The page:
Arizona Field Ornithologist

Yellow-billed Loon (Gavia adamsii), Tempe Town Lake, Maricopa County

Dan Barrett found this astonishing Yellow-billed Loon on Tempe Town Lake on 20 May 2008.  It was photographed the same day by Michael Moore.  The next day Jack Halloway got some rare flight shots of this species and Pierre Deviche some nice close ups.  The bird continued to show well on 22 May 2008 when Brendon Grice also got some spectacular close ups.  On the moring of 24 May 2008 it was reported to take off at dawn and then circled higher and higher, three times over the West Dam, and then flew high to the West, not to be seen again. 

There are four previously accepted records for Arizona (one for Maricopa County in 1984), although some other sightings are pending with the ABC.  What it is doing here in late May in triple digit temperatures is anyone's guess.  A strong storm pushed through Arizona a couple of days after the loon was first dectected, but the loon was present before the arrival of the storm.  Since this part of Town Lake is rarely birded, it is impossible to say if the loon made a quick stop over or had been present all winter and was only detected at the end of its stay. 

On this bird, the size, shape and color of the bill are diagnostic for Yellow-billed Loon.  Note especially the lack of a dark line on the culmen.  On Common Loon in this plumage there is almost always a dark line across the culmen extending almost to the tip of the bill.  This bird also has the characteristic pale head and neck of a Yellow-billed and when in relaxed swimming posture holds the bill at an uptilted angle.  The post auricular spot on this bird is very faint and only visible at certain angles.  Perhaps it has faded?    One interesting feature clearly visible in the close-up photos and noted by most observers is the "see-through" gap between the upper and lower mandibles. This gap is apparently diagnostic for first-year Yellow-billed Loons. It is not present in Common Loons. As the Yellow-billed Loon ages, the upper mandible grows down to fill this gap and the bird develops the characteristic "smile" of the adult Yellow-billed.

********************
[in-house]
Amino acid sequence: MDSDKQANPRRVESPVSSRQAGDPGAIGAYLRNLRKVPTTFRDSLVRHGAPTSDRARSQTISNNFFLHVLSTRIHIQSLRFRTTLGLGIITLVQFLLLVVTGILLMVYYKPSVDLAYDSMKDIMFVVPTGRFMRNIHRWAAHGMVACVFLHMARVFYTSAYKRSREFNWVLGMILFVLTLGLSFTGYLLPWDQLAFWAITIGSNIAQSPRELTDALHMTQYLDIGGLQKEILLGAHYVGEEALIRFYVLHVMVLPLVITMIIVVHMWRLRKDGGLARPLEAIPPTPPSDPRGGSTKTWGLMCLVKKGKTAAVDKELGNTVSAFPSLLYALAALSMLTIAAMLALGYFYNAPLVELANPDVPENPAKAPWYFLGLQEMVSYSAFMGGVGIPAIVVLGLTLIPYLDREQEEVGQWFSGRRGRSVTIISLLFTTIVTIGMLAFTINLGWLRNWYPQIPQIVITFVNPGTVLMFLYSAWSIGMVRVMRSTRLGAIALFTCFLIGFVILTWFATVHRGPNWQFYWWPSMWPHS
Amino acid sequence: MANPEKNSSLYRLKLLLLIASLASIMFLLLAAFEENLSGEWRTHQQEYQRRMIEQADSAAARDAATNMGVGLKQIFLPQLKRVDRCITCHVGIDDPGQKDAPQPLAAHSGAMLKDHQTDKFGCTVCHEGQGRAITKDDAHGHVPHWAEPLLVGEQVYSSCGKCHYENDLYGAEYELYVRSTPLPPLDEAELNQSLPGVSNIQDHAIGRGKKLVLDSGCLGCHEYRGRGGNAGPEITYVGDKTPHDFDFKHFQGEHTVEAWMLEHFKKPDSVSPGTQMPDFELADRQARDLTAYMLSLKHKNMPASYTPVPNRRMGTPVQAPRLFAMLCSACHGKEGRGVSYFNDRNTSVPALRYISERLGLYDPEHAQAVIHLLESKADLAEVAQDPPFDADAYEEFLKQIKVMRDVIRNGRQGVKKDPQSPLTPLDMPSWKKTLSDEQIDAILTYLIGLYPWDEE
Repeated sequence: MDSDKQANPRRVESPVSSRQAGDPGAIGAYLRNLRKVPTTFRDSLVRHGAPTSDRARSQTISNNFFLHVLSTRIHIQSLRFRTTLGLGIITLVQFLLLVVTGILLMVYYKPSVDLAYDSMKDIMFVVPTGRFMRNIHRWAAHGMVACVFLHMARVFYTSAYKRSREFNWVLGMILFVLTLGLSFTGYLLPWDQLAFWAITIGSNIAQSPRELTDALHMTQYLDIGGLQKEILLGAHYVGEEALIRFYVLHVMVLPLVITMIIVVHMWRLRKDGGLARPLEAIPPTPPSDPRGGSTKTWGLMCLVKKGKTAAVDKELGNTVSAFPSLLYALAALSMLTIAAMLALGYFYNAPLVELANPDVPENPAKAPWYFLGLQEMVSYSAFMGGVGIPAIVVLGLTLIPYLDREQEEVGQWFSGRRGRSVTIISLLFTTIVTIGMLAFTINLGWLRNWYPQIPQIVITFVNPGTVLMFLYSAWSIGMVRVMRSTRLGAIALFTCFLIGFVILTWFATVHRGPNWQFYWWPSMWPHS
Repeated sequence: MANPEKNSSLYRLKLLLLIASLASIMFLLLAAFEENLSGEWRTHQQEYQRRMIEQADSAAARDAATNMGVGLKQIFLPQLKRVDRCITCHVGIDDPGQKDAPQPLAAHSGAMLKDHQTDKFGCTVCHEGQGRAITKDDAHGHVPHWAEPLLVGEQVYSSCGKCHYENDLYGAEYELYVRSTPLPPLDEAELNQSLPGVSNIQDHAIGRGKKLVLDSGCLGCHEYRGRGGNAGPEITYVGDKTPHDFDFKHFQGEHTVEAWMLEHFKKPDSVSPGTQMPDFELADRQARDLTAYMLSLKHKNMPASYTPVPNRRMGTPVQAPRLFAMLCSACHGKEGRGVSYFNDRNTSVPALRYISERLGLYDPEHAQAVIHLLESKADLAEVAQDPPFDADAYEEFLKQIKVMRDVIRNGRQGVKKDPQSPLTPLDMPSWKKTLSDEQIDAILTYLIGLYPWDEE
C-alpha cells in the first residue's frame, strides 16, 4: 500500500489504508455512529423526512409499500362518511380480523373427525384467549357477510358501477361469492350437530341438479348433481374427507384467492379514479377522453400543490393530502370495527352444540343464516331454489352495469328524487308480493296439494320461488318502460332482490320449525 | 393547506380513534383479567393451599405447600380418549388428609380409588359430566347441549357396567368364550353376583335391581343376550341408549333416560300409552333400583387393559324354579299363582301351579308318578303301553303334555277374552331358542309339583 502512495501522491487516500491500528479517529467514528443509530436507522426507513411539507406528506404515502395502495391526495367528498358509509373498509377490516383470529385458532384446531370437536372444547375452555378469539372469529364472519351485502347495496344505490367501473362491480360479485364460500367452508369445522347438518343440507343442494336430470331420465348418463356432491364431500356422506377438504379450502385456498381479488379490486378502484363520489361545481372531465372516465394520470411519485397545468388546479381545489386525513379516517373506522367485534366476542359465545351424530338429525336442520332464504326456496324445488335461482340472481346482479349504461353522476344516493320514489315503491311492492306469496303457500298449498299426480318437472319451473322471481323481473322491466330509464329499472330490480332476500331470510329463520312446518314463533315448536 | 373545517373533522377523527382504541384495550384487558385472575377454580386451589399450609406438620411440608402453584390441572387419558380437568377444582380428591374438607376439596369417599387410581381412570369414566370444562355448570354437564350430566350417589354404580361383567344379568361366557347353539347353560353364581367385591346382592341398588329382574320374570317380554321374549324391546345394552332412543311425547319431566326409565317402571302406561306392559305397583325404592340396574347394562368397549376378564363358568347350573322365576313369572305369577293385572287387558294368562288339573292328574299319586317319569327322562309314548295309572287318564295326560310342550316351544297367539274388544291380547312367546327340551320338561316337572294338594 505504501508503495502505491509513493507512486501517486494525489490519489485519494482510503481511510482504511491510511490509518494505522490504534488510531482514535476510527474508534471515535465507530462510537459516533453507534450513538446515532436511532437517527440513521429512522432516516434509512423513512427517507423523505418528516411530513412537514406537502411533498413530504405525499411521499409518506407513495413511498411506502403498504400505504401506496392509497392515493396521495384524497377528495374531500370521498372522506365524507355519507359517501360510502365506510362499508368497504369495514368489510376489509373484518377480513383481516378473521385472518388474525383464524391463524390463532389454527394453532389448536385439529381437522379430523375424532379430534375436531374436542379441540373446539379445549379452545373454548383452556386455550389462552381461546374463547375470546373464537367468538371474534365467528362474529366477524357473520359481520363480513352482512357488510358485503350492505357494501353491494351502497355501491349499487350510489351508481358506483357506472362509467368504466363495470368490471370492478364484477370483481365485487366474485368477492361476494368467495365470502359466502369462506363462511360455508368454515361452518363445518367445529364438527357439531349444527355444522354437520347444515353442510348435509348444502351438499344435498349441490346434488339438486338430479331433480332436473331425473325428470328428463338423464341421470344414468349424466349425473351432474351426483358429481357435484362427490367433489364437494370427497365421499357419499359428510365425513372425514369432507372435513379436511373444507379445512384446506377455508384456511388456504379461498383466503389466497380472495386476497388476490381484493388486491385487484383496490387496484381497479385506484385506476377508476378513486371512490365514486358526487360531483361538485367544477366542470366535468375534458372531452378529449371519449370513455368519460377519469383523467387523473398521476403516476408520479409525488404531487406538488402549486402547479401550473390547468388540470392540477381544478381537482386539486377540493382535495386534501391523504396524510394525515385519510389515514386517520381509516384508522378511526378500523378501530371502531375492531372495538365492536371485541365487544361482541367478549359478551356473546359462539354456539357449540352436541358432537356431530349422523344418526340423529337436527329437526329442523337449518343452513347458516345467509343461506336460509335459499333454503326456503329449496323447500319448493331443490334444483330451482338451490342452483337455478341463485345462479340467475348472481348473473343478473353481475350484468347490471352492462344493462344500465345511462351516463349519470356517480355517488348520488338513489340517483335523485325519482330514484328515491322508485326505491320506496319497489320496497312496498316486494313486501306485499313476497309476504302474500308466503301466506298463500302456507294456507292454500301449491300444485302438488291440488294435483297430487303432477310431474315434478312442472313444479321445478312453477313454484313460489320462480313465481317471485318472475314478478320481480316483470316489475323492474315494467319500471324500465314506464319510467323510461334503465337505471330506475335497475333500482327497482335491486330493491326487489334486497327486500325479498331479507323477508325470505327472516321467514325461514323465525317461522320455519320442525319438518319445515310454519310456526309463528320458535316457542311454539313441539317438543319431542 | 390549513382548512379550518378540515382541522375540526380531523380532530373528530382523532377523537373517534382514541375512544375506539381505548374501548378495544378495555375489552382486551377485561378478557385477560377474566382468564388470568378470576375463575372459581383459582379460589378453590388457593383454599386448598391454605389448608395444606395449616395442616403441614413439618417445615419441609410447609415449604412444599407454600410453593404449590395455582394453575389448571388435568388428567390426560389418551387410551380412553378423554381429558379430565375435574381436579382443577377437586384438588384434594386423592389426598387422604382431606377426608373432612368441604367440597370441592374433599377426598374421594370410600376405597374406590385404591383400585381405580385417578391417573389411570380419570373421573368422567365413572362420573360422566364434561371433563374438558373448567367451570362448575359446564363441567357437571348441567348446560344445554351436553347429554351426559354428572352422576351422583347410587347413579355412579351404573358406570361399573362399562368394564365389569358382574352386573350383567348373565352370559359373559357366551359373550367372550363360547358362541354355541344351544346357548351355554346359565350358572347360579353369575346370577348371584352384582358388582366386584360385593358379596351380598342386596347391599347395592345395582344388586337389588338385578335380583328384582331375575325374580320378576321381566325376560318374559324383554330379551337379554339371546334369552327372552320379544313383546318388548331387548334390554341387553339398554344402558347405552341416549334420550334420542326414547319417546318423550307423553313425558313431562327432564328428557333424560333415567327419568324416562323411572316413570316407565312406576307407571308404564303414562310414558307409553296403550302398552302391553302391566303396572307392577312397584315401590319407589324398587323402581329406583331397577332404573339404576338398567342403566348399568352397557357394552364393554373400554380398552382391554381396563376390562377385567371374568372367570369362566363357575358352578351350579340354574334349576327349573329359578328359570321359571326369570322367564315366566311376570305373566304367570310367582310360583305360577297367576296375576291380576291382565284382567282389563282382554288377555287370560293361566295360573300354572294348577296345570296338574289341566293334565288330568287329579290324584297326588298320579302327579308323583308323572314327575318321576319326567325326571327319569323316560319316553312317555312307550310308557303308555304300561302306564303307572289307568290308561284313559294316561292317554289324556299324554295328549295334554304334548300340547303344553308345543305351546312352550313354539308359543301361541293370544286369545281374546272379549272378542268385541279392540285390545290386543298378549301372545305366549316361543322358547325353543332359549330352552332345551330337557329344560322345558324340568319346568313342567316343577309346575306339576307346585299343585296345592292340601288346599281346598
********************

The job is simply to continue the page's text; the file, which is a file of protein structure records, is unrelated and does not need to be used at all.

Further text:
This bird is probably in first alternate (summer) plumage.  In their first summer, immature loons have a plumage that resembles adult winter plumage.  Loons take 3-4 years to acquire the full adult alternate (breeding) plumage.  Further supporting this conclusion: Immature loons in this plumage often do not migrate north and instead spend the summer on the wintering grounds. 

Excellent reference on Yellow-billed Loon identification:  Binford, L. C. and J. V. Remsen. 1974. Identification of the Yellow-billed Loon (Gavia adamsii). West. Birds 5: 111–126.  Click here for PDF file.

Submitting photos to AZFO does not constitute reporting a rare bird for consideration as an official record. To ensure that a record becomes official, details or photos of Sketch Details Species should be sent to the Editors of North American Birds and a full report of Review Species should be submitted to the Arizona Bird Committee. Most rare birds are under _documented and subsequent observers of a rarity are always encouraged to submit reports and additional photos, especially for birds that are challenging to identify.

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20 May 2008, digiscoped photos by Michael Moore


21 May 2008, photos by Jack Holloway


21 May 2008, photos by Pierre Deviche


22 May 2008, photos by Brendon Grice

Submitted on 20 May 2008